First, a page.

Faith: Roberto Mancini (left) has put a great deal of trust in Barry
Capello always valued his defensive instinct, an ability to read the game, stay on his feet and be in the right areas. Roberto Mancini appreciates a passing range capable of moving the ball quickly to City’s creative forces rather than shuffling passes sideways to the full backs.
‘I learned a lot from Fabio Capello,’ said Barry. ‘He was good at studying games, looking back at what you should have done and where you should have been. If you weren’t there, he would make a big point of what you’d done wrong.
‘His English was poor to begin with but when it came to what he wanted from his players on the pitch he got his point across. He was very thorough in that department.
Captain of England: Having received the armband occasionally, Barry lead out his country for the first time in a 1-1 draw against Ghana at Wembley on March 29, 2011
FA Cup winner: Manchester City followed up the 1-0 semi-final victory over United by lifting the famous trophy following a 1-0 win over Stoke on May 14, 2011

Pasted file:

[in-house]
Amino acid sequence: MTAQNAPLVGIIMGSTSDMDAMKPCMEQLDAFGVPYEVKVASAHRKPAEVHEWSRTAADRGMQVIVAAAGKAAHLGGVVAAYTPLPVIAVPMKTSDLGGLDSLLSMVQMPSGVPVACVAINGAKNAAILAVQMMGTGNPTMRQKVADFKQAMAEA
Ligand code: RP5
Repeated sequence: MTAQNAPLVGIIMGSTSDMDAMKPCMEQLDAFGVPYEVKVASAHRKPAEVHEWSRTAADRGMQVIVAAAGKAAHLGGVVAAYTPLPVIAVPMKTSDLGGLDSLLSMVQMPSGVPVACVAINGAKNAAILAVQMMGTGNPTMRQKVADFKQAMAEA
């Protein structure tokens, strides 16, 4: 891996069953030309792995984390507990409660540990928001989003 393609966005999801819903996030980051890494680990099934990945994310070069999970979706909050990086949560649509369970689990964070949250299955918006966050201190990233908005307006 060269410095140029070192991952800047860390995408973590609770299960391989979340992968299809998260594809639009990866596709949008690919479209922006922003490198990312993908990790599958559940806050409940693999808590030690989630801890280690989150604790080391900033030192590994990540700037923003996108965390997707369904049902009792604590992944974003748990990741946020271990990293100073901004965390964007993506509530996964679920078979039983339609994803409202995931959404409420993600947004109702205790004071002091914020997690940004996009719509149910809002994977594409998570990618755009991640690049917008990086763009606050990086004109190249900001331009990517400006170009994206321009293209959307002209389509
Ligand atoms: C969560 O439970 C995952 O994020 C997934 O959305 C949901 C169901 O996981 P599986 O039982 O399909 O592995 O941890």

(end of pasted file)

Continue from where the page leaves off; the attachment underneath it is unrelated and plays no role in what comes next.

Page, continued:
‘Roberto Mancini is good at the same sort of stuff. That position in the middle of midfield is so important to them.
‘They are keen on instructions and they like strong personalities who can go out and follow them. Do something else — even something positive — and they wouldn’t be happy. They just want you to follow their instructions. I’d just go out and do what I was told.’
Basic skills like listening to orders, understanding and applying them were instilled by Villa’s youth-team coaches Kevin MacDonald and Tony McAndrew.
Champions League debut: Barry marked his first game in Europe's elite
club competition with a 1-1 draw at
home to Napoli on September 14, 2011, but City failed to progress from a tough group
‘They taught me how to act on and off the pitch,’ said Barry. ‘They were perfect for me, having just left home. Discipline was drilled into us. The old YTS jobs were still there. It was important to clean the boots right and to do your job right when you went on to the pitch. They didn’t ask you to be a superstar, they just said, “Do your job”.’
Barry has 52 caps, the same as Trevor Francis. Glenn Hoddle won 53, Sir Stanley Matthews 54 and Paul Gascoigne 57. This is glamorous company, yet Barry’s contributions during a 12-year international career are often overlooked.
‘It doesn’t bother me,’ he said. ‘Getting the big headlines is nice but I know if I’ve done my job right and, if I’m confident the manager knows as well, that’s more than satisfactory.’